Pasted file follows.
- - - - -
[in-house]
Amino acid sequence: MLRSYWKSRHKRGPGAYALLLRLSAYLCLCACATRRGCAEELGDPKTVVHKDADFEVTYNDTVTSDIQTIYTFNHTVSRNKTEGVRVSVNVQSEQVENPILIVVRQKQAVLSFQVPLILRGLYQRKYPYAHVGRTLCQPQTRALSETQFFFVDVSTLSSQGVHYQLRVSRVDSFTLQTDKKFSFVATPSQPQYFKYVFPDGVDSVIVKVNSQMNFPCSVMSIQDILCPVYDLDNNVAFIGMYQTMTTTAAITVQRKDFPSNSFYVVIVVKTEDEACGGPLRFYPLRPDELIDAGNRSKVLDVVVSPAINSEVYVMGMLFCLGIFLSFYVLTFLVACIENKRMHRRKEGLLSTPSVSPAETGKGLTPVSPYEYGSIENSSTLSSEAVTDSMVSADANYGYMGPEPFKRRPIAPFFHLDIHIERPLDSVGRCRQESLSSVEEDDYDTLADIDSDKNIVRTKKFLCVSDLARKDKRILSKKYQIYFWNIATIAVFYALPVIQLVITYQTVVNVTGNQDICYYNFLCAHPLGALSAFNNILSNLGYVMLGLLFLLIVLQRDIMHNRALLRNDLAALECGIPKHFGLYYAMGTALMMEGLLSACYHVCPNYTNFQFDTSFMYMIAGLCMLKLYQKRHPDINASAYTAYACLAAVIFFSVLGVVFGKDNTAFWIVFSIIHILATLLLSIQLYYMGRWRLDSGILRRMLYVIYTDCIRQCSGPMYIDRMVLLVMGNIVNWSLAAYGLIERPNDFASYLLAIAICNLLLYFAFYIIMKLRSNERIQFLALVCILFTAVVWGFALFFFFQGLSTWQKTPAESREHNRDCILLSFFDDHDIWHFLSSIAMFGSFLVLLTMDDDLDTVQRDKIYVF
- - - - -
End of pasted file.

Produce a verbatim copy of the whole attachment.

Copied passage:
[in-house]
Amino acid sequence: MLRSYWKSRHKRGPGAYALLLRLSAYLCLCACATRRGCAEELGDPKTVVHKDADFEVTYNDTVTSDIQTIYTFNHTVSRNKTEGVRVSVNVQSEQVENPILIVVRQKQAVLSFQVPLILRGLYQRKYPYAHVGRTLCQPQTRALSETQFFFVDVSTLSSQGVHYQLRVSRVDSFTLQTDKKFSFVATPSQPQYFKYVFPDGVDSVIVKVNSQMNFPCSVMSIQDILCPVYDLDNNVAFIGMYQTMTTTAAITVQRKDFPSNSFYVVIVVKTEDEACGGPLRFYPLRPDELIDAGNRSKVLDVVVSPAINSEVYVMGMLFCLGIFLSFYVLTFLVACIENKRMHRRKEGLLSTPSVSPAETGKGLTPVSPYEYGSIENSSTLSSEAVTDSMVSADANYGYMGPEPFKRRPIAPFFHLDIHIERPLDSVGRCRQESLSSVEEDDYDTLADIDSDKNIVRTKKFLCVSDLARKDKRILSKKYQIYFWNIATIAVFYALPVIQLVITYQTVVNVTGNQDICYYNFLCAHPLGALSAFNNILSNLGYVMLGLLFLLIVLQRDIMHNRALLRNDLAALECGIPKHFGLYYAMGTALMMEGLLSACYHVCPNYTNFQFDTSFMYMIAGLCMLKLYQKRHPDINASAYTAYACLAAVIFFSVLGVVFGKDNTAFWIVFSIIHILATLLLSIQLYYMGRWRLDSGILRRMLYVIYTDCIRQCSGPMYIDRMVLLVMGNIVNWSLAAYGLIERPNDFASYLLAIAICNLLLYFAFYIIMKLRSNERIQFLALVCILFTAVVWGFALFFFFQGLSTWQKTPAESREHNRDCILLSFFDDHDIWHFLSSIAMFGSFLVLLTMDDDLDTVQRDKIYVF